Technical Notes - e1
MLA 1998 [corrected 1998/07/14] - e3
MEDLARS Online Users' Meeting: Questions and Answers
NLM Online Users' Meeting Sunrise Seminar, 7:30 am, May 25, 1998, Philadelphia, PA
Question: When will access to the ELHILL mainframe legacy software be discontinued?
Answer: There is no official date. Expect to see ELHILL disappearing as data now in NLM databases become accessible via the Web. ELHILL and the mainframe on which it resides have other uses, such as data creation and maintenance, so it is not possible to give an exact date. But, that is definitely the eventual plan.
Question: How do you get to CATLINE using PubMed?
Answer: CATLINE is not available using PubMed or Internet Grateful Med (IGM). NLM is acquiring an Integrated Library System (ILS) and plans to make CATLINE, AVLINE, and SERLINE data available through a Web OPAC (Online Public Access Catalog). CATLINE, AVLINE and SERLINE are currently available through a telnet session to Locator, which many of you may use.
Question: What is the future of Internet Grateful Med? How long does NLM expect Internet Grateful Med to continue? And thank you for NLM's responsiveness to some of PubMed's requested improvements.
Answer: There are no plans to eliminate Internet Grateful Med (IGM) as a separate interface. IGM will continue to provide access to many of the databases that are not available on PubMed. The next database to become available will be SPACELINE. Soon for MEDLINE searches IGM will use the retrieval system used by PubMed, while retaining the IGM "look and feel." Progress continues on this new link and should be available this summer.
Question: What happens when Internet Grateful Med searches through PubMed?
Answer: You will be using the Internet Grateful Med (IGM) search screen and searching will be against the complete MEDLINE file (including PREMEDLINE) in PubMed. Your retrieval will retain the IGM "look and feel" with a few changes such as displaying 20 citations at once rather than 8.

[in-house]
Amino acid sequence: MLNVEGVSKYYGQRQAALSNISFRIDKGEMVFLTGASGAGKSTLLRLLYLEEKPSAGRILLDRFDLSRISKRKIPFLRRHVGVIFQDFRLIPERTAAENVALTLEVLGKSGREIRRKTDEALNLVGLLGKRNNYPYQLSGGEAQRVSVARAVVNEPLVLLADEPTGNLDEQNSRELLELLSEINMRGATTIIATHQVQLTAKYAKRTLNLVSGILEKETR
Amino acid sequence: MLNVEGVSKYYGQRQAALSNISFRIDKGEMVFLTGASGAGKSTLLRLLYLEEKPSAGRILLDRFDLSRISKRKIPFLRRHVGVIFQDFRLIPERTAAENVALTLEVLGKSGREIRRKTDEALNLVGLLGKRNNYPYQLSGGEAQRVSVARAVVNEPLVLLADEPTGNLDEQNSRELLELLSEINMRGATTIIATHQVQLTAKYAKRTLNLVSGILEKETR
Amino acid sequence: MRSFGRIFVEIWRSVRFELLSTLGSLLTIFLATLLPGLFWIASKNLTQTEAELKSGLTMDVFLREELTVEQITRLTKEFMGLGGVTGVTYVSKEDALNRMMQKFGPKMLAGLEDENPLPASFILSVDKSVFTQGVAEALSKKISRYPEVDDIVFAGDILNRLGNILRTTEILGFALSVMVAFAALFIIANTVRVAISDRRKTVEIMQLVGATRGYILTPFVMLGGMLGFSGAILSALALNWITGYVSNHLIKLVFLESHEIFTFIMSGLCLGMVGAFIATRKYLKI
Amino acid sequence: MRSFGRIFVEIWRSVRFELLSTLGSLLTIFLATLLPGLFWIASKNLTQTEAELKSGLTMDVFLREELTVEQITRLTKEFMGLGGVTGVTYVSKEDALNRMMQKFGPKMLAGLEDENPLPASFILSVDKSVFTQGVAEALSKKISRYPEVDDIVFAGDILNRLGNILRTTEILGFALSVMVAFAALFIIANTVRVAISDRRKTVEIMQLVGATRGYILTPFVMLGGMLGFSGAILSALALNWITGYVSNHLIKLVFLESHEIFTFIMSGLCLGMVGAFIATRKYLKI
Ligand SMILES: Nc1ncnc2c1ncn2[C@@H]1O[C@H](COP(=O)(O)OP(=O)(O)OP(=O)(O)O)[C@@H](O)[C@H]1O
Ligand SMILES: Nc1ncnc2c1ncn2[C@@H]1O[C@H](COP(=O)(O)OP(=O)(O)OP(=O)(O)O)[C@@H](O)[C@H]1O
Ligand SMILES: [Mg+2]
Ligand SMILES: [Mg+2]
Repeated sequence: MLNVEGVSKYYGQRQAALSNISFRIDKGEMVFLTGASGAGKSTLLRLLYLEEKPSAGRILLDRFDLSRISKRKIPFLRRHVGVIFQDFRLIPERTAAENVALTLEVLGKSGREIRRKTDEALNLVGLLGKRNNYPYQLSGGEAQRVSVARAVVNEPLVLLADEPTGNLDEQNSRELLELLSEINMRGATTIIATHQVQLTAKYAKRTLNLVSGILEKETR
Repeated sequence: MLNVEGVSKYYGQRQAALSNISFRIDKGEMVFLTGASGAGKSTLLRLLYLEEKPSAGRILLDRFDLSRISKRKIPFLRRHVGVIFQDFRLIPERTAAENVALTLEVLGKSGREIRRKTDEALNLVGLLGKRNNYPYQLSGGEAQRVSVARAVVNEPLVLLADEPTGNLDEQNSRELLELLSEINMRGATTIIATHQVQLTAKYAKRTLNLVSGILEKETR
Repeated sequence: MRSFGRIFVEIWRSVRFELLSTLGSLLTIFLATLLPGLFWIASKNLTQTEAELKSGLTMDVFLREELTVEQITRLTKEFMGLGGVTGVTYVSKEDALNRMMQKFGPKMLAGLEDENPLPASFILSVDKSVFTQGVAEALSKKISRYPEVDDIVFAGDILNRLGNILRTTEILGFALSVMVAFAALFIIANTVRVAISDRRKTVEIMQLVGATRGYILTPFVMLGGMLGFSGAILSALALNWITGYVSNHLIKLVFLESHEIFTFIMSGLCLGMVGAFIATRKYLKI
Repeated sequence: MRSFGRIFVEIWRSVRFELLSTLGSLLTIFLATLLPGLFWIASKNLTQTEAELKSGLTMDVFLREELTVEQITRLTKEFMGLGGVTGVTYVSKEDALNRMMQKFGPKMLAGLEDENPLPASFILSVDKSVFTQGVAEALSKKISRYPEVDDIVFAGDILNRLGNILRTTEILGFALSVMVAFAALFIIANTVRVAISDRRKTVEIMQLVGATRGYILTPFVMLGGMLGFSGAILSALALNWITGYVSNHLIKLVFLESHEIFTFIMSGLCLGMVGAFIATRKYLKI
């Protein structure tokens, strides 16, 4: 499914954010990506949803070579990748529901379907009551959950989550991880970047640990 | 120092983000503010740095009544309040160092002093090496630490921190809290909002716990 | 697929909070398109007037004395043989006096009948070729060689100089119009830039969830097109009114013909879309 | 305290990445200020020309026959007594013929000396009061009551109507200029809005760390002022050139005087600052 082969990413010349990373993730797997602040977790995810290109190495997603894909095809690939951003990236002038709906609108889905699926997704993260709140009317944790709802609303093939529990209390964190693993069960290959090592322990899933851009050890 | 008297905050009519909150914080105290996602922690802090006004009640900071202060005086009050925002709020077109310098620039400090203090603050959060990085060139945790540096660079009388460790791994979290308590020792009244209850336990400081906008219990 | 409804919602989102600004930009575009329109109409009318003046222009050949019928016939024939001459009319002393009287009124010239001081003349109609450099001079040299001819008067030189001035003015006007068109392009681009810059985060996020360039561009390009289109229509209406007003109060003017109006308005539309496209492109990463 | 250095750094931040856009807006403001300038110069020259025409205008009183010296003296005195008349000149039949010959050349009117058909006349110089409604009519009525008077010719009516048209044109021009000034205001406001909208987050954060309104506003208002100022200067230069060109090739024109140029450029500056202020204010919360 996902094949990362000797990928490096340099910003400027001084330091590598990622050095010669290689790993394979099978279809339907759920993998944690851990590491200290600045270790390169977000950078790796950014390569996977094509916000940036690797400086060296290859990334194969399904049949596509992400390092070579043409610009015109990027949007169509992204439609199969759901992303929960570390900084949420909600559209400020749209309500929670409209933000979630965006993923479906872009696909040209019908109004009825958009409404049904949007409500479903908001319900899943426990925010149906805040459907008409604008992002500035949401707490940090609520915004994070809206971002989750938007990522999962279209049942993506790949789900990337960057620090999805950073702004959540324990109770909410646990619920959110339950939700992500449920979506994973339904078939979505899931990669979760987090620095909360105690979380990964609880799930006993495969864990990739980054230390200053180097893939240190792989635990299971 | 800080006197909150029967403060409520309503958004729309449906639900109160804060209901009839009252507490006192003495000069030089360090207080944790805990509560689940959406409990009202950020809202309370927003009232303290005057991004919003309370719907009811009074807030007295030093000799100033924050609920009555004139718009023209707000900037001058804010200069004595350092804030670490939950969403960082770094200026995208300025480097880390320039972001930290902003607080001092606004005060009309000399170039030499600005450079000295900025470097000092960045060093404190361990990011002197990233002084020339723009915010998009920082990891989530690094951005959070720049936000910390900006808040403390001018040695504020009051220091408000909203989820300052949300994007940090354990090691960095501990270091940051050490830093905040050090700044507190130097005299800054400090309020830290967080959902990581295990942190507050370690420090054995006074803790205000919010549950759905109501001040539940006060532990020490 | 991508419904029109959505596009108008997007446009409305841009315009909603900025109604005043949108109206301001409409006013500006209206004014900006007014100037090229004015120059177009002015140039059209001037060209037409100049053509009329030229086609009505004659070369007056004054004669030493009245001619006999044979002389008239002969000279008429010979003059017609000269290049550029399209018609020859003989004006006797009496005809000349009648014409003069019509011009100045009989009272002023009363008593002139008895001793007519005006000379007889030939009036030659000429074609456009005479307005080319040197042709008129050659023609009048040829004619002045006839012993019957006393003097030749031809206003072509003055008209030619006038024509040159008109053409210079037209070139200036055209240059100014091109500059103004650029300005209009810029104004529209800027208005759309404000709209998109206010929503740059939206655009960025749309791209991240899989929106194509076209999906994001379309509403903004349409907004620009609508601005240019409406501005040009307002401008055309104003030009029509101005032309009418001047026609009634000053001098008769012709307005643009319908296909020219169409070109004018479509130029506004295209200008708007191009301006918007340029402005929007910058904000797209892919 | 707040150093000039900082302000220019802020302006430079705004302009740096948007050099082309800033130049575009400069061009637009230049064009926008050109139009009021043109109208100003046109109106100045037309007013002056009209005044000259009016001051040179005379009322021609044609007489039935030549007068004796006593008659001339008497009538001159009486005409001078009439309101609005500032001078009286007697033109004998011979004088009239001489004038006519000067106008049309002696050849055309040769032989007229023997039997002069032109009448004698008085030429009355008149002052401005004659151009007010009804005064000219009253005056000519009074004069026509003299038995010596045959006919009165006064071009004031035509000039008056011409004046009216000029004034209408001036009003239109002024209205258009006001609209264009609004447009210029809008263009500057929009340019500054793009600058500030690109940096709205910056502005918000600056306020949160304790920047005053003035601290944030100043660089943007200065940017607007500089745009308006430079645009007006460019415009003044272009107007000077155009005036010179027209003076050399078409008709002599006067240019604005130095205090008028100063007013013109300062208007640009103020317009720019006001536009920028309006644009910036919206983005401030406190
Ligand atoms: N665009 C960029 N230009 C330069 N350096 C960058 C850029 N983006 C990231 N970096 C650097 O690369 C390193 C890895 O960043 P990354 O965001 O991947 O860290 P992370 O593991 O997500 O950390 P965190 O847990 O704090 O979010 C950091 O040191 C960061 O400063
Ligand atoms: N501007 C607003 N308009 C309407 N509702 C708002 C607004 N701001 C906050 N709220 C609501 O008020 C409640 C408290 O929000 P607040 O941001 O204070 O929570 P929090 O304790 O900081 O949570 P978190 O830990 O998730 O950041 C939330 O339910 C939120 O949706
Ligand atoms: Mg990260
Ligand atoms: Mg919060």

Comment: I urge you to make BIOETHICSLINE available via one of the Web-based products as soon as possible.
NLM is talking with the producers of BIOETHICSLINE and other databases to work out the best ways to make data available on the Web.
Question: How will physicians and nurses be able to limit their searches to non-consumer health journals?
Answer: It is expected that the journals will be tagged, and therefore the ability to isolate the consumer health titles would be possible.
[Editor's note: A show of hands was asked of the audience on the question of whether or not the medical librarians present thought that patrons would want to exclude consumer health citations in search retrieval. A majority of those attending raised their hands.]
Question: What is going to happen to PDQ?
Answer: Many of you may know that the National Cancer Institute (NCI) has CANCERLIT and PDQ on a free system called CancerNet available via its Home Page. This PDQ is essentially the same as the implementation running at NLM except that it does not have the physicians directory file. NLM may link at some point to the PDQ Web site. PDQ may not continue as a database directly available through NLM, but that decision has not been made yet.
Comment: NCI's Web version of PDQ does not have the physicians directory and it also does not have dosage details. I believe that NLM should continue to provide access to the full PDQ database.
Question: Last week I found that HSTAT was available through PubMed but there was no news release. Why didn't NLM let us know about this?
Answer: NLM put the announcement in the News feature of the NLM Web site on May 18, 1998.
Audience suggestions for additional methods of announcing news included:
Question: Those of us doing health services research searching would like to see some early American Hospital Association material available online. I still get questions from researchers who have been in the field a long time and who remember the older materials. I have to go to AHA print versions.
Answer: NLM will investigate.